An alarming sign advised that possum baits (1080) had been laid and we were spooked by whether the water was safe to drink – a touch of 1080 would be a horrible way to spend the night. Turns out the catchment for the cove was excluded, but that wasn’t flagged anywhere!
Needs no caption. 
We watched beautiful red sunset and planned to paddle over to Motuara Island, which has a terrific walk up  to a treetop platform with 360 views. 

Next morning we were roused by a mighty howling and hammering, and the tent flapping like a crazy thing. We crawled out to find that a mighty wind had come up  in the dawn and was thrashing in straight off the sea. Williewaws were being raised a half a dozen at a time on the water and great sheets of spray were being thrown off the sea and carried into the treetops.

Williewaws by the dozen: twisting tornados of water dragged up by the wind. 
Sheets of spray being  driven hundreds of metres inland
And the wind was only getting stronger, the rain  bucketing and a high tide was rolling in pushed by the nor'easter. There wasn't a big swell, fortunately, but the bulleting blast of the wind was phenomenal, the strongest I've ever  experienced outside mountain blizzards. 
Every one of those vertical smudges is a spinning thrashing williewaw. And they kept up for hours. 

Now our little tent was not an alpine tent: it was a three-season number, without  the storm guys and bracing of a mountain tent, and it was not faring too well. We climbed inside and used our bodies to brace it against the  blast, holding on to the poles as it bucked. The sound of the wind in the massive pines nearby was like a jet taxiing, far too loud to speak over. I began to plan what we would do if the tent split and we had to stay here an extra few days if the storm didn’t let up.

That didn’t seem like much of an option, so we physically lifted the tent and carried the whole thing across a creek and into the relative sheltered scrub , in the shadow of the big pines. I was concerned that we might get hit by a limb, but the tent wouldn’t survive being out in the open.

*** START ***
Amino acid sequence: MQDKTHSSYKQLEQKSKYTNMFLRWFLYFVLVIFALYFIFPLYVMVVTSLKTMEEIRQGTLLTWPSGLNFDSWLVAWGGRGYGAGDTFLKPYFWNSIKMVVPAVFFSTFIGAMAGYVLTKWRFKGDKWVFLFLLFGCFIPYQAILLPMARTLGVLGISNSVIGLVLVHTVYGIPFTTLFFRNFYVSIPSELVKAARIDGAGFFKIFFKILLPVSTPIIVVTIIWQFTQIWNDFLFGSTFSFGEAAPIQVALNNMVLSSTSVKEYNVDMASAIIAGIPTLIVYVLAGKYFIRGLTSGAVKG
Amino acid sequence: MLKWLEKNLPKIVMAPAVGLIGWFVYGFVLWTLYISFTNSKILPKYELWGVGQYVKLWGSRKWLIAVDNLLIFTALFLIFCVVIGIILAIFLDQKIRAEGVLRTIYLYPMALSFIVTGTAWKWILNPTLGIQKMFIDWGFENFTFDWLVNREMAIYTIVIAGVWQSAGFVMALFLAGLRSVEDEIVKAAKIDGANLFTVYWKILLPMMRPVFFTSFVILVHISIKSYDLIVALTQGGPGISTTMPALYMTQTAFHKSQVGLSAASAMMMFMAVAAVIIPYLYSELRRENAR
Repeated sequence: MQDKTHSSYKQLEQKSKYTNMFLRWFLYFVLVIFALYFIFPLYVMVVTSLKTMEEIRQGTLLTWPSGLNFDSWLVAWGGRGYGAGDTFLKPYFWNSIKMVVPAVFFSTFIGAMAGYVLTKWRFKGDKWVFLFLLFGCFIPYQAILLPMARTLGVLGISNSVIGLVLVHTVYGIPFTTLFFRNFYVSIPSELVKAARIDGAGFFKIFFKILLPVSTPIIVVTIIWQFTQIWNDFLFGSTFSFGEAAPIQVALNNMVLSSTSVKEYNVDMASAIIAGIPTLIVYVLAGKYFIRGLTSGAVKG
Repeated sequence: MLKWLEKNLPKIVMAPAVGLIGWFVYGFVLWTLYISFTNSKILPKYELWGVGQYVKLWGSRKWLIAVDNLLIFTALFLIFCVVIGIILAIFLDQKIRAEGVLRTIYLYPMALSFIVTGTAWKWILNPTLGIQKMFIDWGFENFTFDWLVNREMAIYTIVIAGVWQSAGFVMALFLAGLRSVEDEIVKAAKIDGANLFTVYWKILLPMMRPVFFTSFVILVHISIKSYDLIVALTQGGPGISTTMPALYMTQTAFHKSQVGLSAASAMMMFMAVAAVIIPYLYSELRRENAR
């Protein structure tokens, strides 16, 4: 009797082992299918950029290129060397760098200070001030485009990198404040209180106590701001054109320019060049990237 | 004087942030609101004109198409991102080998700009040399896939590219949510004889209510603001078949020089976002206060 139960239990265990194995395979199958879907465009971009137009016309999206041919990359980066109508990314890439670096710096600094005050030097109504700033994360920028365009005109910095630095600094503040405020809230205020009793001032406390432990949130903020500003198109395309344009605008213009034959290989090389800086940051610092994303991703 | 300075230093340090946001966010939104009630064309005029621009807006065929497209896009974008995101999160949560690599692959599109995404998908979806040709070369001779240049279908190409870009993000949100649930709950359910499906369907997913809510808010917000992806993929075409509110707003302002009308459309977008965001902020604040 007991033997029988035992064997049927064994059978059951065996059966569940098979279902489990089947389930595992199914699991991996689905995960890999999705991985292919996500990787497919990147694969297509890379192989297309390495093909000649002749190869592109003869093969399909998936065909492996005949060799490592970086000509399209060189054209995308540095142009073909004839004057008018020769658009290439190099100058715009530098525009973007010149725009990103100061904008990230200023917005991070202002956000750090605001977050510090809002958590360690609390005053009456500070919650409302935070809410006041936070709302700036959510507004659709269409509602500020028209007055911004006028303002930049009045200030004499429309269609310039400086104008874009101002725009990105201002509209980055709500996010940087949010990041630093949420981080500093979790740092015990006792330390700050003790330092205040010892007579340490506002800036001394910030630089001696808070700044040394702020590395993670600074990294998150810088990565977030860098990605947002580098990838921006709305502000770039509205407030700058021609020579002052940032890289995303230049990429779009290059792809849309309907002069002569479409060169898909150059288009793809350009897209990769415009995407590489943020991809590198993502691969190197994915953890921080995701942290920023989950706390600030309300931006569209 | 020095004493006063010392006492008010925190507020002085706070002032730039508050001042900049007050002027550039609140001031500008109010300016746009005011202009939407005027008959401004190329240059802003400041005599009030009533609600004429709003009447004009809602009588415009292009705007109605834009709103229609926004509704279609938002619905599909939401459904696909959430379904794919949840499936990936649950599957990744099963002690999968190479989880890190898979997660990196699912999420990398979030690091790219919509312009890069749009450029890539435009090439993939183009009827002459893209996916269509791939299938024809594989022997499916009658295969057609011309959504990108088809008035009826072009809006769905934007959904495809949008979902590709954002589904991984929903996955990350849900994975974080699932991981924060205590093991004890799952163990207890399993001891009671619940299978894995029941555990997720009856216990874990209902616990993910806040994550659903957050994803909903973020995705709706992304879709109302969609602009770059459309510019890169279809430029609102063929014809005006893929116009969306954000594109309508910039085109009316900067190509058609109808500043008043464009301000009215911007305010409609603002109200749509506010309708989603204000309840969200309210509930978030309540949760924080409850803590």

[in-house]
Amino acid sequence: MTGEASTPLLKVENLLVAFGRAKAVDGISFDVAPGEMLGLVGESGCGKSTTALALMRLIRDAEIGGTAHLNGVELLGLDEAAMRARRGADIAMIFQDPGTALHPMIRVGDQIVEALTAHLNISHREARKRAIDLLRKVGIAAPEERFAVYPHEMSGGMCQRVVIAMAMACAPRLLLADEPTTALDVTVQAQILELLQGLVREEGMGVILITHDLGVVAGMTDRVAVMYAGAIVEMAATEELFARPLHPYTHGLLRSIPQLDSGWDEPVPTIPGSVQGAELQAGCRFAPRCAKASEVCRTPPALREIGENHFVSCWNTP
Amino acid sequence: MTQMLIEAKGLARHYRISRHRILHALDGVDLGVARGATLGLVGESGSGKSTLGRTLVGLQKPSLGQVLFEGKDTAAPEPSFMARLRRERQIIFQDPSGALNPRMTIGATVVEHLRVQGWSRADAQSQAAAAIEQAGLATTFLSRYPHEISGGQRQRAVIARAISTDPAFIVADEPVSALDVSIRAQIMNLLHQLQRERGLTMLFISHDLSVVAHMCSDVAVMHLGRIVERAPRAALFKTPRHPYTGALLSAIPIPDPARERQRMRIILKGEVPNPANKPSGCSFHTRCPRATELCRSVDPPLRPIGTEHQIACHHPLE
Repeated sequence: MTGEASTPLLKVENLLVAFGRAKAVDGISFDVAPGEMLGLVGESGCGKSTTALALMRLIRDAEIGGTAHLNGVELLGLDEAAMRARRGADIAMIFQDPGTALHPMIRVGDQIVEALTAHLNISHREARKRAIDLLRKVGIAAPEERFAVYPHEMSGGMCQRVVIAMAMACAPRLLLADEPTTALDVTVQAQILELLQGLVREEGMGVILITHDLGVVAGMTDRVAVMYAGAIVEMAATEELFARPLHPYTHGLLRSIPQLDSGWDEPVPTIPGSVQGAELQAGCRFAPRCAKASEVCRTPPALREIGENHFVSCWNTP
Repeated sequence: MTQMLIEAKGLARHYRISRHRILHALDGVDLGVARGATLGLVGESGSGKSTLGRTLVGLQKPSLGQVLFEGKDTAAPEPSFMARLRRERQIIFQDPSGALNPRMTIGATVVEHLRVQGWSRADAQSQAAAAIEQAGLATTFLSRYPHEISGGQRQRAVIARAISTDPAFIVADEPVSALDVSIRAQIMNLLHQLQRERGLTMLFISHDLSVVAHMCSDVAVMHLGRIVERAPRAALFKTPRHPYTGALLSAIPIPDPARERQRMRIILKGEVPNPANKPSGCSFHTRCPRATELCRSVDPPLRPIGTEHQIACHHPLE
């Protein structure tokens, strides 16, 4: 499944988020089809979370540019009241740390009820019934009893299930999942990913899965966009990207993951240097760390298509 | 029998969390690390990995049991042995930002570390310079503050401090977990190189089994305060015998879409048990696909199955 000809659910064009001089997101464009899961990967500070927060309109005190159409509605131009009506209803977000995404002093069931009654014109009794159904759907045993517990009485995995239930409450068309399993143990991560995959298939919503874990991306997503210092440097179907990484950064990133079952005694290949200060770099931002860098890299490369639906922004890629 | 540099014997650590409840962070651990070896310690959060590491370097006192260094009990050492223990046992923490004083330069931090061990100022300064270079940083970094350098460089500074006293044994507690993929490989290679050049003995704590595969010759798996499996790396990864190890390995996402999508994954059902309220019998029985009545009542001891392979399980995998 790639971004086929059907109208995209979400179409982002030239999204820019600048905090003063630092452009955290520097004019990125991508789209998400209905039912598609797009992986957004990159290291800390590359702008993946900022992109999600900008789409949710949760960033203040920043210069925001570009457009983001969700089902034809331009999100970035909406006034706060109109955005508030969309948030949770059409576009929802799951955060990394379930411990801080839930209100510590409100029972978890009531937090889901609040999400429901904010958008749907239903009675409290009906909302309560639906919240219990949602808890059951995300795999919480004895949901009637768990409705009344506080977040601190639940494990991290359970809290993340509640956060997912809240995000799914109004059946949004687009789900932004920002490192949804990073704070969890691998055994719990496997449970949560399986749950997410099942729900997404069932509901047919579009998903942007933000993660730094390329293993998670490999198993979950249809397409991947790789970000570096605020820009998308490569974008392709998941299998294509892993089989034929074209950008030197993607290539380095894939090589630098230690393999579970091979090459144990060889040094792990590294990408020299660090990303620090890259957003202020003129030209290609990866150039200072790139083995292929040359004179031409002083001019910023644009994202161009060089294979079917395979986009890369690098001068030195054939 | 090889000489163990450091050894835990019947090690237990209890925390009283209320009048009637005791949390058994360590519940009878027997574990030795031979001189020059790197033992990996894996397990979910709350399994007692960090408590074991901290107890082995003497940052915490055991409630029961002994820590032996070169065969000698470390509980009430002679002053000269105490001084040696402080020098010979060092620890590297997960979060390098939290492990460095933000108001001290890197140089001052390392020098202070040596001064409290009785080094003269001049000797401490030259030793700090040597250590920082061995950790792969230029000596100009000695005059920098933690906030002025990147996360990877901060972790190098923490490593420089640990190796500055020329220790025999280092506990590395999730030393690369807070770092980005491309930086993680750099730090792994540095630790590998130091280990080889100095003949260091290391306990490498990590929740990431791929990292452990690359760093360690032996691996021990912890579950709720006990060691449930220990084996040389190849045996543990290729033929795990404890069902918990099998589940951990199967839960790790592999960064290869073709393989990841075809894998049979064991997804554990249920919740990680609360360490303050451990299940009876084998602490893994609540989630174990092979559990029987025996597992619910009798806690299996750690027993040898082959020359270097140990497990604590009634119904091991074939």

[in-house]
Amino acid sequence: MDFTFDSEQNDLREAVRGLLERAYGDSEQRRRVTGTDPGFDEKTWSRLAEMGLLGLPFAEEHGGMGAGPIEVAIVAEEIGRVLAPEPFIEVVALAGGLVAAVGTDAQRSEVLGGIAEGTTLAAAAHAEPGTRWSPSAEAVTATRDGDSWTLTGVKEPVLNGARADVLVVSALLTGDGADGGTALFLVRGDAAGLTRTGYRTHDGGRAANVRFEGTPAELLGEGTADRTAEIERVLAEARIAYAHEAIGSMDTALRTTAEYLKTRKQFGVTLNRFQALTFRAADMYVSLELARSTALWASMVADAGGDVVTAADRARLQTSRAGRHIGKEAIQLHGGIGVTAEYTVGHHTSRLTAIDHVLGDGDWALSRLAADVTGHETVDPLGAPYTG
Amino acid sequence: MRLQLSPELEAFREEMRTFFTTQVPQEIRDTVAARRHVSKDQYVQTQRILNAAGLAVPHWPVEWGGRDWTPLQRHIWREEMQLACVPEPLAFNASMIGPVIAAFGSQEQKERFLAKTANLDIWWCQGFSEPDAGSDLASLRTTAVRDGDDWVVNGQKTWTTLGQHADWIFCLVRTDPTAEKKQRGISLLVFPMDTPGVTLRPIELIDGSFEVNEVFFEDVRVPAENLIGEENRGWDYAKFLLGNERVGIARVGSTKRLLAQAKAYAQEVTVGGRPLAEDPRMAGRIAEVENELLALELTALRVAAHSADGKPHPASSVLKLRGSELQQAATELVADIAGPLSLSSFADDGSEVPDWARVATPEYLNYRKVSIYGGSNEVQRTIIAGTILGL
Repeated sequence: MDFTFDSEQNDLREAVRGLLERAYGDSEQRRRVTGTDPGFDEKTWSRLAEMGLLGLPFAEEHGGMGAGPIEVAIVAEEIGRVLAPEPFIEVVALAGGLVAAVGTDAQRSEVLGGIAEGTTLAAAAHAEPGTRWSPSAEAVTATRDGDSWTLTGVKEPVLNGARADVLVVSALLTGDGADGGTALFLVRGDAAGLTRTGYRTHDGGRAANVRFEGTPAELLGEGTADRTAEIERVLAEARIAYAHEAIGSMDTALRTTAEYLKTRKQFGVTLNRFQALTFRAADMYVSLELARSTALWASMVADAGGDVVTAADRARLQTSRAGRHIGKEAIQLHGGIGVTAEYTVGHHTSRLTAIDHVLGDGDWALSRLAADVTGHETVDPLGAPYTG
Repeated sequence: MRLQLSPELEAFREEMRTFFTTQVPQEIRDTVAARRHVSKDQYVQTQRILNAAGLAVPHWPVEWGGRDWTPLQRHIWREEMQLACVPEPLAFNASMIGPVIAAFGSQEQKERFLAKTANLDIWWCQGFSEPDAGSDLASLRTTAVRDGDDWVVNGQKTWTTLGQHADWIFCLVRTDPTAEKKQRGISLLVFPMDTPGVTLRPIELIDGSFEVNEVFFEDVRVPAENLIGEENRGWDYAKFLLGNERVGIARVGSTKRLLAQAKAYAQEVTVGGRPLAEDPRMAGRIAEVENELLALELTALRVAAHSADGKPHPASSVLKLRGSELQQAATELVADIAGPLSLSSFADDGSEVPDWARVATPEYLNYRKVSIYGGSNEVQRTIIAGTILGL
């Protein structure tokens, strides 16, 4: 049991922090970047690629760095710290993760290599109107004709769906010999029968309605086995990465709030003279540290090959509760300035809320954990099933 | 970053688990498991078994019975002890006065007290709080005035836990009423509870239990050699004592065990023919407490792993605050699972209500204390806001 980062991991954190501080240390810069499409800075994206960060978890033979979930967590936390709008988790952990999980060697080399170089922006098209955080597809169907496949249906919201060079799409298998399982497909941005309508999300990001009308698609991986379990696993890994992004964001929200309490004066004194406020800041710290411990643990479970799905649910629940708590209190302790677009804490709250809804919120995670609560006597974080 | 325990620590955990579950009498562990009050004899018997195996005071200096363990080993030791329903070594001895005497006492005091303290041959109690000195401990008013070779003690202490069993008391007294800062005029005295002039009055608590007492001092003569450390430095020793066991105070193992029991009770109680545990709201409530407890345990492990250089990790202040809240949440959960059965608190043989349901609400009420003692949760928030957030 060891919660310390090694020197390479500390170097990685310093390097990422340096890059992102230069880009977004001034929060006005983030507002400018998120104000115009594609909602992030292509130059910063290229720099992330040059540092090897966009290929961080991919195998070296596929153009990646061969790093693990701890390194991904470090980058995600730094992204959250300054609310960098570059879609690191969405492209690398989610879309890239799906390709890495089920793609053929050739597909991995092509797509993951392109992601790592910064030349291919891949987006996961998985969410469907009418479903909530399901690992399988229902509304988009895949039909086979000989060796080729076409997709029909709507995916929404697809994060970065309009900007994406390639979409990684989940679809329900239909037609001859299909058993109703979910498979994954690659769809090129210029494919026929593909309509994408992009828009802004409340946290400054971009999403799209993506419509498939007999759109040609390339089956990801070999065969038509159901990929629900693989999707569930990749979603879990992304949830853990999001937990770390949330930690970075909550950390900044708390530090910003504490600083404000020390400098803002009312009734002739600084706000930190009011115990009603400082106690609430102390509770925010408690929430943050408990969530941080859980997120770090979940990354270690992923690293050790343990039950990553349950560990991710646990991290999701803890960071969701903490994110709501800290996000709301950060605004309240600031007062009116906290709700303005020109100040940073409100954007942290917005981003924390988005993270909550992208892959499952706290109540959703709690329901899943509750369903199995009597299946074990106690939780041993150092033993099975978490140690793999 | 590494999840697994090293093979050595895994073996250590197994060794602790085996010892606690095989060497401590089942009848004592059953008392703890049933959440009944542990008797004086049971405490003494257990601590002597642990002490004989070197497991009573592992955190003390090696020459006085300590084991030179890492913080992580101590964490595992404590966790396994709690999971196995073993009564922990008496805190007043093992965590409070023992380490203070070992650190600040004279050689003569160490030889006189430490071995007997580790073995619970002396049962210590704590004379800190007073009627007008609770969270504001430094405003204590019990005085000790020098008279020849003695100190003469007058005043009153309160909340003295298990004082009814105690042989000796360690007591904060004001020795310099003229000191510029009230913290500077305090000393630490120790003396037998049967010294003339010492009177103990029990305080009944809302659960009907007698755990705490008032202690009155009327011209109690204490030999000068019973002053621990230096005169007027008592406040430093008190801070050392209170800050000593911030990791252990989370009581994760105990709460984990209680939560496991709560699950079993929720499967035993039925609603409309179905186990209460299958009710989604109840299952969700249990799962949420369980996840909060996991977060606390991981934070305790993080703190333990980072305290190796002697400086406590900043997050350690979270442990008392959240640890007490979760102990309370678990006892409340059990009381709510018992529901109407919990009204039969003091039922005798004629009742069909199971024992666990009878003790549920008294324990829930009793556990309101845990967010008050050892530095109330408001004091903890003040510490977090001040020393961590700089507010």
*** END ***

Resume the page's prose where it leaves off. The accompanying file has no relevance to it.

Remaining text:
The tent after relocation. Rising creek in foreground. You can see the big pines behind. The smashed limb foreground was from some other similar storm, not this one!
We had limited options to get out: if we couldn’t contact the water taxi by 1400 and be at the wharf at Ship Cove by 1430 then we would not get out, and they may not come the next day if the weather deteriorated as forecast. At about 1100 there seemed to be a lull in the wind, though the rain was still belting down. We decided to make a run for it – if we made it a few kilometres we could round the head and at least be in the lee of the headland as we headed into Ship Cove. Trine managed to raise the adventure company on the mobile – with signal intermittent – and after some infuriatingly chatty laid-back response from the office we confirmed we would be waiting at the wharf. Then a lightning pack of the boat,  lashing everything to the deck anticipating being hit by williewaws, full storm gear on and we set out.
Around the point and towards Ship Cove

Our luck stayed: the wind held off as we were most exposed and by the time it was rising again we were around the point and hugging the shore back to the cove. After an hour or two more the storm eased and in the shelter of the bay we unpacked all our gear and lugged the boat and bags to the wharf.  When the taxi arrived the skipper told us it had been a “perilous journey” to get out to the cove and kept repeating how we had definitely done the right thing by bailing.

Roof racks.